18 Oct BE NEAR ME (PROXIMITY TRAINING)
This is one of my all-time favourite exercises. It’s an exercise I do teach at puppy school with every dog; its easy, doesn’t require any spectacular equipment and It doesn’t require any special skills.
Teaching your dog to LOVE being close to you will make training a thousand times easier. Think about your loose leash walking, or your recall. If your dog loved being next to you – how easy would those skills be? By simply rewarding our dogs when they make the choice to hang out with us, we can reinforce this mentality, improve our relationships and help our training in extraordinary ways!
What do you need?
- Find a nice open space, with preferably not tooo many distractions. (As you perfect this technique you go to places with more distractions)
- Use the longest leash you can find.
- I always use a harness instead of a collar for safety’s sake. If they suddenly run to the end of the line and you have attached to the collar the jerk can damage their necks
Now for the hard part. Do nothing! Hold the end of the line, and wander about. Let your dog do whatever she pleases. Let her sniff, roll, wander.. but here’s the key. Anytime she chooses to check in with you – reward her! Give her a treat, praise her up. If she’s 30’ away and stops to look back at you – Mark the moment she turns her head back to you with an enthusiastic Yes! If she comes in to see why you’re suddenly so happy – reward her! Lots of praise as they approach and treat on arrival.
If something has her attention and she’s standing at the end of the line, just WAIT. Eventually she will move on. If she looks to you – YES and praise! If she just wanders on, that’s okay! Some dogs get this exercise right away, others take time. You’re building a foundation for a better relationship – it’s okay to take as long as you need!
Many people fall into the trap of trying to ‘help’ their dog. They give a little tug on the leash, or call their name, then reward the result. This is okay – but it defeats the purpose of this exercise. We want the dog thinking and making the choice on their own, not because they felt the leash or heard you call.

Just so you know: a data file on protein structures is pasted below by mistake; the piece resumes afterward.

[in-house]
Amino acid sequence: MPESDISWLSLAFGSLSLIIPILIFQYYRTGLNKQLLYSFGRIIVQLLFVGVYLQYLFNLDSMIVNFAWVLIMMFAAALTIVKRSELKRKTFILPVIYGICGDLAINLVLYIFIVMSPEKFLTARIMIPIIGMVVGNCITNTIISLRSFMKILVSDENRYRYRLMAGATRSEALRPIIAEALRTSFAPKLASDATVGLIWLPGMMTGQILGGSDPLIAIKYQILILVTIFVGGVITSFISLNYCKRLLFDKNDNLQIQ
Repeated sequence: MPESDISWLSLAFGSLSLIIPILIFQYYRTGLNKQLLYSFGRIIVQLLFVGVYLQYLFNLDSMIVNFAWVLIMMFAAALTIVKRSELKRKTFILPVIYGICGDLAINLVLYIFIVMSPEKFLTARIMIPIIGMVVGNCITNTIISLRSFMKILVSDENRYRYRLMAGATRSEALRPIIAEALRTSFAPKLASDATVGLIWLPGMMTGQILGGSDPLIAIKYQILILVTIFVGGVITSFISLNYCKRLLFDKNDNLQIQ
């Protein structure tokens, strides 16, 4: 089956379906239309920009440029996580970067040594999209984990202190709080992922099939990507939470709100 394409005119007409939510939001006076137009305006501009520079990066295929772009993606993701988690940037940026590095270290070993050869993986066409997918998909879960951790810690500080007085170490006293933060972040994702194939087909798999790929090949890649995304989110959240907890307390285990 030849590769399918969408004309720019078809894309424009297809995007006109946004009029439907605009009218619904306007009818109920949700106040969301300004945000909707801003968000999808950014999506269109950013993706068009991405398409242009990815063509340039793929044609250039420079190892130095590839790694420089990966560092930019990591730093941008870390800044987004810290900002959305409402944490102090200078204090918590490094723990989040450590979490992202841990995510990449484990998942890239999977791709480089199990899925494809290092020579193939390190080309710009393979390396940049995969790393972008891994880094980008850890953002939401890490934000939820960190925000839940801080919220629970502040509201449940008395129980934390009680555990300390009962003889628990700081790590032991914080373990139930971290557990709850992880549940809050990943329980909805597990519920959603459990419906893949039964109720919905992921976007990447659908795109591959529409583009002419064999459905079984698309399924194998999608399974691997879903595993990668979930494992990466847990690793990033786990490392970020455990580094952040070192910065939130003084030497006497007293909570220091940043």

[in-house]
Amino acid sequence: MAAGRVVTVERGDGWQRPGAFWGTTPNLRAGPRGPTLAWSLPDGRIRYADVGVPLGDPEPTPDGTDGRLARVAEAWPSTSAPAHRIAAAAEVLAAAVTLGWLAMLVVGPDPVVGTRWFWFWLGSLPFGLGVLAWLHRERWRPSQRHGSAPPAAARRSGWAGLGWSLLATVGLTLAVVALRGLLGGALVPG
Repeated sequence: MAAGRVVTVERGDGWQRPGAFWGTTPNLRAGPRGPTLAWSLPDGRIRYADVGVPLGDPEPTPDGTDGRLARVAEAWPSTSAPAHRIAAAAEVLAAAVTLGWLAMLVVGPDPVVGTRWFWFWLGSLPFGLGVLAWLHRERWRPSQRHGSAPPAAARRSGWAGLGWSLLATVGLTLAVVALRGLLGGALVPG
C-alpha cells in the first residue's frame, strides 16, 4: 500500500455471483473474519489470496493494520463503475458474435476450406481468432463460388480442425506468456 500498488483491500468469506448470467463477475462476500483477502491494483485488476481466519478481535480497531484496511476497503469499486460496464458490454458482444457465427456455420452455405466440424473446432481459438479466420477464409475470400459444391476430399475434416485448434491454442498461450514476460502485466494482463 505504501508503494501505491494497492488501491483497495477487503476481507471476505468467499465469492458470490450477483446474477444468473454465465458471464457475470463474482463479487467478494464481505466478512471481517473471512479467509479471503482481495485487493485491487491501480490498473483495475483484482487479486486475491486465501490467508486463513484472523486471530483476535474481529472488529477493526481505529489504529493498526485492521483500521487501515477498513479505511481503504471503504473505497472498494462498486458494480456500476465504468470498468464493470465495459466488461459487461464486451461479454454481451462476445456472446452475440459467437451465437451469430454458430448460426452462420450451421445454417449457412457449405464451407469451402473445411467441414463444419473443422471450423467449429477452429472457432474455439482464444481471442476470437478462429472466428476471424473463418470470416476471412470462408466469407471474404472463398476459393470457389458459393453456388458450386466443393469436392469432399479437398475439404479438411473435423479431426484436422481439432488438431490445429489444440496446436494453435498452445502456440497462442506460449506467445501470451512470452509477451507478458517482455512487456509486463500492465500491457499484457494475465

If your dog just isn’t getting it, and is just straining at the end of the leash and won’t give you a second glance; go back inside. Find a room that’s quiet, with no distractions. (no toys on the floor, no other pets, no children or spouses interrupting, no TV making noise) Take the leash/harness/collar off. Stand quietly. Observe your dog, but don’t stare. The moment you observe them even thinking about looking at you; reward them. Praise them, give them a great treat, let them know how much you like when they acknowledge you! Once your dog starts getting the concept and is offering more attention; move to a different room. Practice in several different rooms; then add the leash/harness/collar. You may have to start over, and practice just like you did the very first time – depending on the association your dog has with you and his leash.
Once you can work successfully in the house, move to the garage, then the driveway, then the yard… etc.. gradually adding distance/distractions.
Now – before you say “she’s only staying with you because you have food!” .. let me remind you of the difference between bribing and rewarding! If I had food in my hand, and was enticing her to follow the food – you might be right… but that’s not what’s happening. Dog has freedom to move around. Dog makes choice. I praise and verbally reward choice. She chooses to come in closer, I continue to praise and reward, then produce a treat from my pocket to reward as the final step. We then continue; treats go away, and I encourage her to move on again. The psychological impact of letting her make a decision on her own, then rewarding it is far more important than the fact I have a few treats in my pocket! She’s learning that staying near me is wonderful; and if that happens to involve food – so be it!
Here is a great video https://youtu.be/4q2qk62wqI4